I think as time goes on, people are understanding our conditions better and know that they are invisible illnesses and that some days I need my wheelchair and some days I don’t. I think the fact that we have had to go to the UK and fundraise thousands made people realise the severity of our conditions. It’s a shame that it has had to come down to this but I am content that those nearest and dearest to us take things seriously. I have had negative experiences with the way people has viewed EDS before. One doctor said that people with EDS didn’t suffer from chronic pain (I know, I know) and that I more likely had Fibromyalgia. Now, many experts do believe that most people diagnosed with Fibro have actually been misdiagnosed and that they actually have some form of Connective Tissue Disorder. I told her this and she was most unimpressed to be challenged. Pregnant and wheelchair bound, I left that appointment in tears in pure anger and frustration. A Rheumatologist diagnosed me with hEDS at that point but I saw another one to confirm the diagnosis because I felt the private consultant’s diagnosis wasn’t being taken seriously. I had the diagnosis confirmed by two experts in London so I am pretty confident hEDS is the right fit but I am going to have genetic testing just to be sure as I do fit a couple of the types of EDS too. I think anyone diagnosed with hEDS should have genetic testing to rule out other types and other Connective Tissue Disorders. If the tests come back clear, I’ll be happy sticking with the hEDS diagnosis.

Anyway, better start getting ready for my hair appointment and party. Wish me luck that my EDS or Dysautonomia doesn’t kick off!”

Want to write your own Friday Feeling entry?

Send

A high res photo

A short paragraph about yourself

What illnesses you have

Your diary entry with the following topics in it:

It’s Friday, many people will go out tonight for a few sociable drinks with their friends. What do you do on a typical Friday night?
How are you feeling at this moment about your chronic illness?
How do you feel about the future in regards to your illness?
How do you feel about the way people view your illness?

and links to your blog and social media to evienevin87@yahoo.ie

Be sure to put “Friday Feelings” in the subject bar.

Till Sunday,

Z.M

x

 

 

 

 

My Guide to Dysautonomia featured on Irish Dysautonomia Awareness

dysfordummies

Hey, there, hi there, ho there!

This week I guest blogged on Irish Dysautonomia Awareness with my Guide to Dysautonomia. Go check it out!

I’m putting together an e-book of all my guides of conditions relating to invisible illnesses. Want you illness included? Comment below!

Until friday,

Z.M

x

Irish Dysautonomia Awareness

I’m Evie and I come from Cork, Ireland. I’m a 29-year-old mother of two baby zebras. Alex is 7 and Olivia is almost 2. I am diagnosed with Hypermobile Ehlers Danlos Syndrome (hEDS), Orthostatic Intolerance and Vasovagal Syncope. I first heard of EDS after interviewing a young woman with EDS for the paper I used to work for. Something about this woman’s story stirred something inside me and I became passionate about raising awareness of the condition. A year later I was diagnosed with EDS. When I’m not blogging, looking after my two children or lying in bed ill, I help my husband run our wedding videography business and co-host a radio show on Saturday evenings from 7pm (Irish time) on www.clonlineradio.com.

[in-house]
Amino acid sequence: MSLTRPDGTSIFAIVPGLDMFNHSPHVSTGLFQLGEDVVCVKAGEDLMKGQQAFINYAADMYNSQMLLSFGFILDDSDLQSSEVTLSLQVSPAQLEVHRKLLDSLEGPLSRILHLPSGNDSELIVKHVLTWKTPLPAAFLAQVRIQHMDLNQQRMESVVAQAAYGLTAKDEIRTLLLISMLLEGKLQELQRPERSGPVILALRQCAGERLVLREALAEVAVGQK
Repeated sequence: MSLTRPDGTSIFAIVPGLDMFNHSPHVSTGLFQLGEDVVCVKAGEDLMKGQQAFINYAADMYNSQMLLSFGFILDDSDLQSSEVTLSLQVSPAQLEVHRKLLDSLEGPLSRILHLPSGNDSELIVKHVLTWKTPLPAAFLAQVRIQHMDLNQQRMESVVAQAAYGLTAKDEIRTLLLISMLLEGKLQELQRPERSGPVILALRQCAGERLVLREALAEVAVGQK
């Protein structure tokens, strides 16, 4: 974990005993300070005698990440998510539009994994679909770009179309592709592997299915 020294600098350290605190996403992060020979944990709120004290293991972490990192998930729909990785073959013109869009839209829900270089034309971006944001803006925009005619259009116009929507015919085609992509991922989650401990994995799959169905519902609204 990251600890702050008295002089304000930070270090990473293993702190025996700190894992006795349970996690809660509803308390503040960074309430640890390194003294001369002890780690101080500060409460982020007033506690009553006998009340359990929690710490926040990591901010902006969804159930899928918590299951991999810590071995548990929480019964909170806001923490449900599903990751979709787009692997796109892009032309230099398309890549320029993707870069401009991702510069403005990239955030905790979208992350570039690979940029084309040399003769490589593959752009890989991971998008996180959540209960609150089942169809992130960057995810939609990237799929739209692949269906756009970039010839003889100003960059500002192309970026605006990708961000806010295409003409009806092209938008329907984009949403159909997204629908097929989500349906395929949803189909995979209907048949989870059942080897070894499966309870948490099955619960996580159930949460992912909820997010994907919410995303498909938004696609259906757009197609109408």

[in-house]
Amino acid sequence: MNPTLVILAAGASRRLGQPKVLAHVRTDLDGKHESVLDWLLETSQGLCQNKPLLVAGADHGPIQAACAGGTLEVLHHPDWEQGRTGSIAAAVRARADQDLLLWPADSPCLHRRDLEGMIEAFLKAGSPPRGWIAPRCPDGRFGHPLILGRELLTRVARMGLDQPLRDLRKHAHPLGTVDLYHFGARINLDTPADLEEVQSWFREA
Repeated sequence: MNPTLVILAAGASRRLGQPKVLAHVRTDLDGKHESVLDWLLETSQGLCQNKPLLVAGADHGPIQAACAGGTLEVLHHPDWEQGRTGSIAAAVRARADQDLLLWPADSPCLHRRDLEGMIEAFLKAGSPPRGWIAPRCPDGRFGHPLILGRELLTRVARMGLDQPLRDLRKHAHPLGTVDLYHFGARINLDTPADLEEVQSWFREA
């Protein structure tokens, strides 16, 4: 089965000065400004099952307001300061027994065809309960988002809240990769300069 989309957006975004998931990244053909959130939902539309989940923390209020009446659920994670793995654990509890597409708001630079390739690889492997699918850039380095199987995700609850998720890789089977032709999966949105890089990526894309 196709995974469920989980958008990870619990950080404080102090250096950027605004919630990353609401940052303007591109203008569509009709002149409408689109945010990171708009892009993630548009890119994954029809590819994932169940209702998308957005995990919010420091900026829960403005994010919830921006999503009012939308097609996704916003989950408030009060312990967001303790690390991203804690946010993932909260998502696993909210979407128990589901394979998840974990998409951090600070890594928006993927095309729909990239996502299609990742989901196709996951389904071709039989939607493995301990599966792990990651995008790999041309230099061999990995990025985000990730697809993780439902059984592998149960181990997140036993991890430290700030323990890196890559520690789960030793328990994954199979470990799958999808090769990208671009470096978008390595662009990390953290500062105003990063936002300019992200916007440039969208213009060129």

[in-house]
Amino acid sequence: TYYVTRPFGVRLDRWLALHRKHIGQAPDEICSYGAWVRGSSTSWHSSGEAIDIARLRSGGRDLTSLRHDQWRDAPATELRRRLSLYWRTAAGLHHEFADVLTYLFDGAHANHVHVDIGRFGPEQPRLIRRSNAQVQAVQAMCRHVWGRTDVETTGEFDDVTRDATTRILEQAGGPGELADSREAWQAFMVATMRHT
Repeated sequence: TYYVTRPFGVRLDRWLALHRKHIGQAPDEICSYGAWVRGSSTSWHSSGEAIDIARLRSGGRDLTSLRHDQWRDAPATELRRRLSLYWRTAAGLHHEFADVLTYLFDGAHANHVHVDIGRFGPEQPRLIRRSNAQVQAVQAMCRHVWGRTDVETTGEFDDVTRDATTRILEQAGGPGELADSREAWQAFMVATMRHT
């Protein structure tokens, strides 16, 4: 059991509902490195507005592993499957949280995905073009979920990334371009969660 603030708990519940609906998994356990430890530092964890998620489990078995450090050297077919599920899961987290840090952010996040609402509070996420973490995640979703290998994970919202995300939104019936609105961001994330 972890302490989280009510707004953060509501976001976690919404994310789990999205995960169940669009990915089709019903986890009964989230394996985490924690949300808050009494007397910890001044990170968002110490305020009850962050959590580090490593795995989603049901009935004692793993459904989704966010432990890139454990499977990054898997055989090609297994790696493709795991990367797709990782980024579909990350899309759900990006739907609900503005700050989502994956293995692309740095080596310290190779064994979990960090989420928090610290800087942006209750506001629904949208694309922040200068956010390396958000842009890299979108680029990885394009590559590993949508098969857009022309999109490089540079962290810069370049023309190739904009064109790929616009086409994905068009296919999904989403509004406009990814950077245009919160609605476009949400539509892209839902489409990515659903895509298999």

evie blog

I write about Ehlers Danlos Syndrome an awful lot and with where I am guest posting today, I decided to focus on Dysautonomia. I recently wrote A Simple…

View original post 1,780 more words

Friday Feelings with Irish Dysautonomia Awareness

Hey there, hi there, ho there!

This week I spoke to Lette from Irish Dysautonomia Awareness. Lette suffers from Hypermobile Ehlers Danlos Syndrome (hEDS) , Postural Orthostatic Tachycardia Syndrome (POTS) , Sphincter of Oddi Dysfunction (SOD), Neurogenic Bladder Dysfunction and Gut Dysmotility, to name but a few of her conditions. You can find Lette on Twitter, Facebook and Instagram.

Lette
Lette and her baby, Boo.

Hi I’m Lette. When I’m am able for it I love to play retro video games, photography, drawing, craft, listen to music. I like to internet hop and watch shows like Game of Thrones, The Walking Dead, The Expanse and Black Sails with my wonderful husband and our little dog Boo.

So now we know a little about Lette, let’s have a read of her Friday Feelings entry.

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“Dear Diary…

It’s another Friday, they have begun to all feel the same these days, days melting into weeks, melting into months that float by me at high speed and I still seem to be stuck here in my bed, in a dark room, feeling putrid!

Motivation seems to have upped and all but disappeared. I think of all the things I have achieved throughout my life before I got very sick and everything went downhill in 2011. I got my art degree, my Masters of science, worked as a fitness instructor, (can you imagine?) as a wedding and events photographer and videographer, as a teacher in adult education and as a lecturer in third level. That was just education and work, when I had the proper use of my legs and body, my husband and I used to just love going hiking through the wild woods and lakes of Killarney with the dog and cameras in toe, I loved to drive and cycle and swim and walk aimlessly through fields for hours with the camera just because I could and I felt immense joy in looking back at and sometimes editing the photos and the memories I had captured while out.

I used to love drawing, animals especially and now it has been so long since I lost myself in any art. I forget what it’s like and I miss it but the energy is never there in recent times for me to act on that longing.

I don’t do any of these things anymore, I find I am spending more and more time in bed as I am just not capable, the majority of the time, of being upright. Either I am in severe pain with my gut issues or severe pain in my hips and shoulder joints, or the worst pain at the moment is coming from the back of my head / base of my skull / top of my neck pain which causes white blinding headaches where I can do nothing but lie in a dark room and moan. No phone, no laptop, no reading, no entertainment. Just darkness and constant pain and nausea or POTS issues where my blood pressure is so low I can hardly turn over in the bed. It wears you down.